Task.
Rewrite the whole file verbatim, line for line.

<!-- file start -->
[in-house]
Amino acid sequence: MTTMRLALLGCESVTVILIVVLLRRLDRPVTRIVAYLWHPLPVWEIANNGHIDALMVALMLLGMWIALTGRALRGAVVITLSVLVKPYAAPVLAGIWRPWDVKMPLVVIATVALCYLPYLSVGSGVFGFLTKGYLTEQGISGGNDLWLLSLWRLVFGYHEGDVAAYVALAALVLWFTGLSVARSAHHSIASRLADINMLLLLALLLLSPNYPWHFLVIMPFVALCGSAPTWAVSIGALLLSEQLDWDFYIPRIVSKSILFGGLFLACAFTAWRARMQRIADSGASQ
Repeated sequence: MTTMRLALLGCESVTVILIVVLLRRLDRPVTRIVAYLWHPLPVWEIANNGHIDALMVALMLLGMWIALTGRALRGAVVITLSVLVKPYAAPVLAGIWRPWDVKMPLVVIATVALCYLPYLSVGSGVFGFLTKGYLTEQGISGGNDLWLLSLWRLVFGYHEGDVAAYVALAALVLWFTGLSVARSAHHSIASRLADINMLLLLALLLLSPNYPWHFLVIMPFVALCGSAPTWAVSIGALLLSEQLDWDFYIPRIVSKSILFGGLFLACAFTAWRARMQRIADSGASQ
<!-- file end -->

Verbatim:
[in-house]
Amino acid sequence: MTTMRLALLGCESVTVILIVVLLRRLDRPVTRIVAYLWHPLPVWEIANNGHIDALMVALMLLGMWIALTGRALRGAVVITLSVLVKPYAAPVLAGIWRPWDVKMPLVVIATVALCYLPYLSVGSGVFGFLTKGYLTEQGISGGNDLWLLSLWRLVFGYHEGDVAAYVALAALVLWFTGLSVARSAHHSIASRLADINMLLLLALLLLSPNYPWHFLVIMPFVALCGSAPTWAVSIGALLLSEQLDWDFYIPRIVSKSILFGGLFLACAFTAWRARMQRIADSGASQ
Repeated sequence: MTTMRLALLGCESVTVILIVVLLRRLDRPVTRIVAYLWHPLPVWEIANNGHIDALMVALMLLGMWIALTGRALRGAVVITLSVLVKPYAAPVLAGIWRPWDVKMPLVVIATVALCYLPYLSVGSGVFGFLTKGYLTEQGISGGNDLWLLSLWRLVFGYHEGDVAAYVALAALVLWFTGLSVARSAHHSIASRLADINMLLLLALLLLSPNYPWHFLVIMPFVALCGSAPTWAVSIGALLLSEQLDWDFYIPRIVSKSILFGGLFLACAFTAWRARMQRIADSGASQ